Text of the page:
Your Biggest Export Competitor is Not Another Company. It Is Fraud.
Your second biggest competitor?
As an exporter of manufactured goods, your risk of falling prey to global trade fraud and of not getting paid for your products are high. You need to face this reality, prepare for it and learn how to mitigate these and other risks involved in international trade in order to improve your chances of success.
Scammed, Safe or Oblivious?
According to PricewaterhouseCoopers’ 2018 Global Economic Crime and Fraud Survey, almost half—49 percent—of global organizations have experienced economic crime in the past two years. PwC warns that companies in the remaining 51 percent may not have avoided fraud but may be unaware of having fallen victim to fraud.
Key Findings of PwC’s Survey
- 49% of respondents said their companies had been victims of fraud or economic crime, up from 36% in 2016.
- 52% of all frauds were perpetrated by people inside the organization.
- 68% of external perpetrators, responsible for 40% of fraud, were “frenemies” of the organization: agents, shared service providers, vendors and customers.
- 42% of respondents said their companies had increased their spending on fighting fraud and economic crime over the past two years, up from 39% in 2016.
- 46% of respondents indicated their organization had spent more on investigating and intervening in fraudulent situations than the cost of the fraud itself.
The survey, which attempts to shine a light on fraud “blind spots” to help companies spot it, suggests that many companies are underprepared to cope with fraud. While there is growing awareness of the problem, few companies are fully aware of the individual risks they face and how fraud and corruption are holding them back from competing on the global stage, PwC reported.
For its 2018 survey, the London-based multinational professional services firm interviewed 7,228 company executives from 123 territories: 42 percent of the executives represented publicly listed companies and 55 percent represented organizations with more than 1,000 employees.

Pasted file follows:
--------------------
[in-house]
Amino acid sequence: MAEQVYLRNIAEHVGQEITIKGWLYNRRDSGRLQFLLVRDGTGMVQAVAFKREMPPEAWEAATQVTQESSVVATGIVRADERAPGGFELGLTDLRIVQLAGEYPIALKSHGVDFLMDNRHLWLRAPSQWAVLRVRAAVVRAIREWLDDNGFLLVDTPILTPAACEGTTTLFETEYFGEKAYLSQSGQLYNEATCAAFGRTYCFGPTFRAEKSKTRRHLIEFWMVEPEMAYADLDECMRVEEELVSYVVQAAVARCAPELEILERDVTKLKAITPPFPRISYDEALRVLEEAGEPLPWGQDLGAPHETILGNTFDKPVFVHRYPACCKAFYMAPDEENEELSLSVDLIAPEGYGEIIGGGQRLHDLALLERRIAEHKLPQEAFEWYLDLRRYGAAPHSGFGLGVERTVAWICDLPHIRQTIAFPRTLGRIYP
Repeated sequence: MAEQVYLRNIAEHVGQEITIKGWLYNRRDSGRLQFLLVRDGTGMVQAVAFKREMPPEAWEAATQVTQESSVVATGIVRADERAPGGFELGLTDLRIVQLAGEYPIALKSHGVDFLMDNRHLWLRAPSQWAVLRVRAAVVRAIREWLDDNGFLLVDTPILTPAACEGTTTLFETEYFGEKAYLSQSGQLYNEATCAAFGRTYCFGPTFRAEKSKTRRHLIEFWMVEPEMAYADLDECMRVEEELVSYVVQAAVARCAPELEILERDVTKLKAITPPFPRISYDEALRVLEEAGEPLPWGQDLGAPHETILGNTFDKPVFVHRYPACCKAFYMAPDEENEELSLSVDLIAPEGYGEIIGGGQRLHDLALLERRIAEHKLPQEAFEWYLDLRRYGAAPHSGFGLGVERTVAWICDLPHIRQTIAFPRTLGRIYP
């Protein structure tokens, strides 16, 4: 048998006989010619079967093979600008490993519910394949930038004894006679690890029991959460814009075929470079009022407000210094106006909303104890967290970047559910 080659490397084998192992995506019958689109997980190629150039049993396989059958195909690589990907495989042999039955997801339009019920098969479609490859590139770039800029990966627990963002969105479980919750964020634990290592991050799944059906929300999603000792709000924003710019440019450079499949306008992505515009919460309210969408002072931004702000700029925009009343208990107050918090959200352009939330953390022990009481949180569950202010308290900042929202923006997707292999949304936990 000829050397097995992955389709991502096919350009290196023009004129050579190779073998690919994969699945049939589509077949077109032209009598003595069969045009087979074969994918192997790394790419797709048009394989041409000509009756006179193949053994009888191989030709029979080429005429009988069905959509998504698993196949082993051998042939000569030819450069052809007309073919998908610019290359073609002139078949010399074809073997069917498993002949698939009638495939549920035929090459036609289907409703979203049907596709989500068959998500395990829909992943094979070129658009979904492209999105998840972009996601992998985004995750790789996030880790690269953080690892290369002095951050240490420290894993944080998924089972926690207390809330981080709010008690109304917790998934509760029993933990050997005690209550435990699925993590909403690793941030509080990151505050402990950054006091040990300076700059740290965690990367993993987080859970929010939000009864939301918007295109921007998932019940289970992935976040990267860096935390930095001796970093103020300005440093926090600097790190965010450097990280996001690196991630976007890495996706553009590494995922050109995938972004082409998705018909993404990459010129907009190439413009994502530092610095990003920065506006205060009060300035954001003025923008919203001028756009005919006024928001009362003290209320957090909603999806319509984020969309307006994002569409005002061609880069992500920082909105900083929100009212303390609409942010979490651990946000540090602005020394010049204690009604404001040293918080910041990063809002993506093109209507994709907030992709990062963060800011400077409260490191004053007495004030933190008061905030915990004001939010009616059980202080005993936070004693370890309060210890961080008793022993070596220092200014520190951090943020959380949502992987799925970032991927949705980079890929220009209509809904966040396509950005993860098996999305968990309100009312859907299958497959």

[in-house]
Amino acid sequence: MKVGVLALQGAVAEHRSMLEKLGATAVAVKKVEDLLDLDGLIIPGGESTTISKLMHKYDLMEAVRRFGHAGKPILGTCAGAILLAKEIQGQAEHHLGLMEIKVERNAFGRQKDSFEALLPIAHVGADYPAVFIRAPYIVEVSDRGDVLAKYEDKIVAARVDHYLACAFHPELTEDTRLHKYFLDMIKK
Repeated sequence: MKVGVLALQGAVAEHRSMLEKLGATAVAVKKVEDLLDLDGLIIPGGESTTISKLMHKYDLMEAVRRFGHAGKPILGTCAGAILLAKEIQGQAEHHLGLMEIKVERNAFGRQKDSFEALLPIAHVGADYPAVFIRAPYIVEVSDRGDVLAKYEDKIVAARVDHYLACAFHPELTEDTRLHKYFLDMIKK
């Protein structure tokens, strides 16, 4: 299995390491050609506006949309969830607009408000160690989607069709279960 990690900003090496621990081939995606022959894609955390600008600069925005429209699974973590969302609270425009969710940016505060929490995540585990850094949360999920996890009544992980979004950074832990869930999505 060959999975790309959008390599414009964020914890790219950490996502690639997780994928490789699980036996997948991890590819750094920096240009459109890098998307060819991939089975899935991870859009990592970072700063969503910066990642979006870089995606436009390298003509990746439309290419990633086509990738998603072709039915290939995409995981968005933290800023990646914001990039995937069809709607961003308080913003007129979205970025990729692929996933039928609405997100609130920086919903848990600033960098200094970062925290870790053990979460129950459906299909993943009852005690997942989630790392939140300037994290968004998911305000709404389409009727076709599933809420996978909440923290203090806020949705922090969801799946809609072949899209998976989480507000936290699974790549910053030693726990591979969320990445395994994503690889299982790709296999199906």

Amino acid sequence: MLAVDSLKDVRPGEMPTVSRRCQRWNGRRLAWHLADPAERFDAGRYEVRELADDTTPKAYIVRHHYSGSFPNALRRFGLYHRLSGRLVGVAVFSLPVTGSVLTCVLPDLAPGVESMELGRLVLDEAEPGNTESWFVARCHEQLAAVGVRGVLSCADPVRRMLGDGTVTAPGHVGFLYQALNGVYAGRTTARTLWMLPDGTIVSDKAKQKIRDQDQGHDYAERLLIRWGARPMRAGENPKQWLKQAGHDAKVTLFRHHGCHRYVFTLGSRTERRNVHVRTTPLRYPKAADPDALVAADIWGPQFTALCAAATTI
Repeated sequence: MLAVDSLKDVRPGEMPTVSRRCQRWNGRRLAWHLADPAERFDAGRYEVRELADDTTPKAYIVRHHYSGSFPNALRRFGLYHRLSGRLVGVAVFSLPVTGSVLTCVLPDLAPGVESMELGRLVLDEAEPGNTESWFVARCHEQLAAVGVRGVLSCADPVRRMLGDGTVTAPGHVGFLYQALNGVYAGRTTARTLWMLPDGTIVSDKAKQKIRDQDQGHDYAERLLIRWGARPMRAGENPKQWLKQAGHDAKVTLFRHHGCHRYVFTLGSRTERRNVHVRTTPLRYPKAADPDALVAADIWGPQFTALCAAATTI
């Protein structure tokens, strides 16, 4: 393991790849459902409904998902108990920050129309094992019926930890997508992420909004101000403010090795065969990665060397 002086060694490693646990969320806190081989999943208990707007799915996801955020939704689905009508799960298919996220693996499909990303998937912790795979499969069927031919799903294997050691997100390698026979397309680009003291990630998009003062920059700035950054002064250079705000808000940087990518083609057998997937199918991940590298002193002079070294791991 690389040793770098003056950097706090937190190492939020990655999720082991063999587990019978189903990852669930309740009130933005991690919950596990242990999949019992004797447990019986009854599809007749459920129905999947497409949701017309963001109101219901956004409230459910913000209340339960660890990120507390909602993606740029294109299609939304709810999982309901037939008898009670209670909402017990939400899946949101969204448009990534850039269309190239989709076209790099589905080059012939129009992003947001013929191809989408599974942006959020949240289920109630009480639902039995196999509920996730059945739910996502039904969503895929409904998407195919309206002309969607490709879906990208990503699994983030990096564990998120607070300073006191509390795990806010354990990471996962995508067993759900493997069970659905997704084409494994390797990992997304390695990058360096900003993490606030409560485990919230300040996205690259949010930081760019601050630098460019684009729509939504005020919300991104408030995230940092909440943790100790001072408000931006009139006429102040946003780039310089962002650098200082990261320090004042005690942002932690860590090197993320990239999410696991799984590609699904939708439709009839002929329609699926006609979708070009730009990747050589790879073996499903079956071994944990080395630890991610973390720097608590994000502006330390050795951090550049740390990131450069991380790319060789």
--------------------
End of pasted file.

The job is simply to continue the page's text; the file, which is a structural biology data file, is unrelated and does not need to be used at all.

“He Who Fails to Plan…
is planning to fail.” These are famous words by Winston Churchill that every exporter should heed.
Search the Internet, and you will find numerous stories about international trade fraud, import-export scams and exporters who never got paid. There’s no way around it: going global offers much-wanted growth, but it also offers exposure to the much-unwanted risks of fraud and nonpayment (among others) that can hinder your growth.
Every business decision we make involves some level of risk, particularly when venturing into the international marketplace. Successful companies understand that they will face risk, yet they are able to manage it through meticulous research and planning.
As scams get more sophisticated, U.S. manufacturers and exporters are having to be more proactive in their risk management strategies. You cannot manage a risk that you do not know, so the first and most important thing you need for an effective risk management plan is information.
Every business decision we make involves some level of risk.
Take the First Step
Step 1: Inform Yourself
Our eBook-Preventing Fraud and Nonpayment in International Trade Transactions– is a good place to start. This condensed, easy-to-read guide is designed to help U.S. manufacturers and exporters identify and prevent fraud while pursuing their expansion goals.
Download this eBook and learn more about
- international trade risks such as financial, legal, compliance and country risks;
- red flags that could save you from being scammed;
- identifying and preventing export fraud;
- credit insurance and financial structures that can protect you from nonpayment.
Forewarned is forearmed. Global economic crime does not have to be part of your global expansion plans. There are victims, and there are volunteers. Choose wisely.